1. Jesus Christ alone unites Christians.
There is a reason why when you google “how many Christians are there in the world?” you get results saying there are about 2 billion members of the faith. When surveyors you ask someone if they are a Christian, they kind of have to take people at their word. There is no coherent set of doctrines that unites or excludes people from the faith. Sure, if you ask a fundamentalist Christian if a Catholic or a Greek Orthodox is a Christian, they would say no. In their eyes, Catholics and the Greek Orthodox are part of cults because they believe the wrong things. If you ask a fundamentalist could a Catholic of a Greek Orthodox go to heaven, they will be hesitant and suggest if they could go to heaven its but then they are not really Catholics or Greek Orthodox. The criteria for what makes someone a true Christian is dependent on who you ask. The only thing that really unites “Christians” is their belief that Jesus Christ is the ideal person to derive one’s religious beliefs and from whom they model their lives.One thing is certain, not everyone who thinks they are a Christian is a Christian. Christ says in Matthew 7:21 that “Not everyone who says to me, ‘Lord, Lord,’ will enter the kingdom of heaven, but only the one who does the will of my Father who is in heaven.” There are a lot of “Christians” who thought they were going to heaven that just not. Whether that be .1 Billion or 1.9 Billion of “Christians” today no one knows. Only God knows.
2. Too Many Fundamentalists Are Care More about Orthodoxy than Orthopraxy.
Too many fundamentalist Christians care more about an individual’s theology than living a life that is praiseworthy and good. This attitude is nothing new in the church. During the first millennia, a Christian answering “Does the Holy Spirit descend from just the Father or the Father AND the Son?” wrong could have had their head on a pike. Likewise, I think fundamentalists in America care too much about correct theology. Fundamentalists need to be more content that someone wants to follow Jesus rather than antagonize them on issues such as whether they believe women should be pastors in a church. Likewise, fundamentalists need to develop loving relationships with homosexuals, transgenders, atheists, and people of other faiths and share Christ with them before making denunciations on their lifestyles and religious beliefs.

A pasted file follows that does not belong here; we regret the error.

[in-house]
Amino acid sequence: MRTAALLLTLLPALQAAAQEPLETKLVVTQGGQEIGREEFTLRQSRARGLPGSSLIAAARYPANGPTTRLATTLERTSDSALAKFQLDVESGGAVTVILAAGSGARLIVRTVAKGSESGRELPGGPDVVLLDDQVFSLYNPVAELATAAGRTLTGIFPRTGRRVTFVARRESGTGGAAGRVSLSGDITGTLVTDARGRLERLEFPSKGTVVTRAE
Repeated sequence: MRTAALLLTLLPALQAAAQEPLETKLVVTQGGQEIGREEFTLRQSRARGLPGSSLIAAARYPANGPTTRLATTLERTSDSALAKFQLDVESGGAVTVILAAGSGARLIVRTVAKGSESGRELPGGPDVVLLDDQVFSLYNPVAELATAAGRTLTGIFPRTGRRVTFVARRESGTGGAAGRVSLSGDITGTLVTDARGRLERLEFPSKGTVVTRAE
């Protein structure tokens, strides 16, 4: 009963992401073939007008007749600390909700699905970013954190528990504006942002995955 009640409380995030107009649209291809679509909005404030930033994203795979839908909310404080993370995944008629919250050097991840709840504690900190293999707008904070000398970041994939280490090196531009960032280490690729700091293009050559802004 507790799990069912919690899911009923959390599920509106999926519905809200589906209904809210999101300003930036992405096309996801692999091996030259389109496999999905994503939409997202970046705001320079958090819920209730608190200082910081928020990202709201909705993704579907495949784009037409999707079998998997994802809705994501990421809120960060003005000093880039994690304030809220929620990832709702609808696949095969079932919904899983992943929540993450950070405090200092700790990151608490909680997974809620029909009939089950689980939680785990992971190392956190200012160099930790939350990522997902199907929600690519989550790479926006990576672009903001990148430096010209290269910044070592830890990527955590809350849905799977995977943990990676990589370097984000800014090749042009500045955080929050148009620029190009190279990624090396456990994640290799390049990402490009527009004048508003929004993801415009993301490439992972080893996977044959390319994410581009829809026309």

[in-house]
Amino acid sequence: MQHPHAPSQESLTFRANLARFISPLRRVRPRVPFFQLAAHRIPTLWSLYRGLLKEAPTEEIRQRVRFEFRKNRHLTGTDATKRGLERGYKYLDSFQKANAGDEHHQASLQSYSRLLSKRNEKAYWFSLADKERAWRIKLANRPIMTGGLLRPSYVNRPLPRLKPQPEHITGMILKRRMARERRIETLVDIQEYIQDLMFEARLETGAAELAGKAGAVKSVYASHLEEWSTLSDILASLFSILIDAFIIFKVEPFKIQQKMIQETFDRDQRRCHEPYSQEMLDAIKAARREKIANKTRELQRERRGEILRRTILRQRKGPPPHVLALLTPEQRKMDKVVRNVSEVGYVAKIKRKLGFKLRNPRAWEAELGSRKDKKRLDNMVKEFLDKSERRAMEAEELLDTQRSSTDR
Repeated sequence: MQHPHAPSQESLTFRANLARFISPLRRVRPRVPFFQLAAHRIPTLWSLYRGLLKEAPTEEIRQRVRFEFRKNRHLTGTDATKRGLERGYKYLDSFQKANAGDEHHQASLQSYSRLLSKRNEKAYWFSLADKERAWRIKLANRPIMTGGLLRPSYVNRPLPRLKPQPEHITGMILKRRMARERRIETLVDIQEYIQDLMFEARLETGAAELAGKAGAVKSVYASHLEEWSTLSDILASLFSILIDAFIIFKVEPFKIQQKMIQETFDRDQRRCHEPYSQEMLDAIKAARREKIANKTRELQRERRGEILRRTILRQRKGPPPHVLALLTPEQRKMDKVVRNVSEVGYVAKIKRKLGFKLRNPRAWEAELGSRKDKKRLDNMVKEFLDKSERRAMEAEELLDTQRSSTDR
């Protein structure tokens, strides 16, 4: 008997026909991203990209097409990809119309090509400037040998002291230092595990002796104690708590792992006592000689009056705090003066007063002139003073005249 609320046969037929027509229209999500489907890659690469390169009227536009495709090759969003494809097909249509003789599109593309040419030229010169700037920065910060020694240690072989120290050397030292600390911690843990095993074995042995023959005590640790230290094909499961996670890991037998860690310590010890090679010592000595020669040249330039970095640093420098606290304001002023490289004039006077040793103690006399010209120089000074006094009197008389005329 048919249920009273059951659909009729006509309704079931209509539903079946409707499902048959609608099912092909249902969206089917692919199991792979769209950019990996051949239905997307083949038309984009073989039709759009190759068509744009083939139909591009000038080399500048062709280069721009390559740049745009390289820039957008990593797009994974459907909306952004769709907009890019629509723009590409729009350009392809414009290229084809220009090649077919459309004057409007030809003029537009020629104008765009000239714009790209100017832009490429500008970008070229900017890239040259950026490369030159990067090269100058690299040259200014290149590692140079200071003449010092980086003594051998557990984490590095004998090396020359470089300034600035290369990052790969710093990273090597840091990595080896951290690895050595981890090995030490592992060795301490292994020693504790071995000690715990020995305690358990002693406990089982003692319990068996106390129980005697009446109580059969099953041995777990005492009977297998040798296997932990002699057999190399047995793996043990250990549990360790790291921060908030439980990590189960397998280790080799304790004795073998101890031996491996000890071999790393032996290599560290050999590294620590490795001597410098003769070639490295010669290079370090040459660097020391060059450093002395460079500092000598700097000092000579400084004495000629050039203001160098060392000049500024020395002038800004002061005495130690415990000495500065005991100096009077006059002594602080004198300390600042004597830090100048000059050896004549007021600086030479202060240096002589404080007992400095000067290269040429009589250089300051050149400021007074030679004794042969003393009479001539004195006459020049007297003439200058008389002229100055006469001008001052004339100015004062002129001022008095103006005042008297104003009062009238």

3. Fundamentalists Need to Stop Using Relying On “Prove” The Bible’s God’s Word. Sure, I think based on scholarly research and the vast number of ancient copies humanity has of the Bible makes the argument that the Bible is close to the originals religious texts convincing. However, just because an individual like myself reads book like I Don’t Have Enough Faith to Be an Atheist by Frank Turek or visits the Creation Museum Ark in Ohio does not mean I can go around untenably asserting that historical evidence and science proves that God wrote the book. No amount of evidence someone provides can prove that.
Say the Apostle Paul’s physician, Luke, actually wrote the books of Luke and Acts. How do we know the author actually spoke with eyewitnesses? How do we know he didn’t just make up what he wrote? How do we know he didn’t just conveniently match up events in the life of Jesus so to match Old Testament prophecies? At the end of the day, the Christian must resolve that he walks by faith, not by sight (2 Corinthians 5:7). The Bible is God’s Word because it says its God’s Word. He relies to circular reasoning.
4. All Christians Believes in Heresies.
A lot of Christians around the world whether they be Catholics, Greek Orthodox, or Protestants are quick to points out the heresies in other people’s faiths. While it is bad to believe in heresy… everyone is a heretic to a certain extent. A heretic is simply someone who holds beliefs that are contrary to the Christian faith. However, which Christian faith has their theology completely right? The Catholics? The Greek Orthodox? The Protestants? Who the heretics are is dependent on which Christian you ask? Personally, I think you are Whether it be beliefs regarding the Church, the Bible, or the Trinity, every Christian has some belief not in accordance to true Christianity, everyone’s wrong about something. I have studied enough Christian Theology to know that my flawed human reasoning cannot possibly interpret the Bible exactly the way apostles intended.
Not even the first Christians understood everything the apostles wrote to them. For example, when writing to various church in the Asian Minor, the Apostle Peter stated that: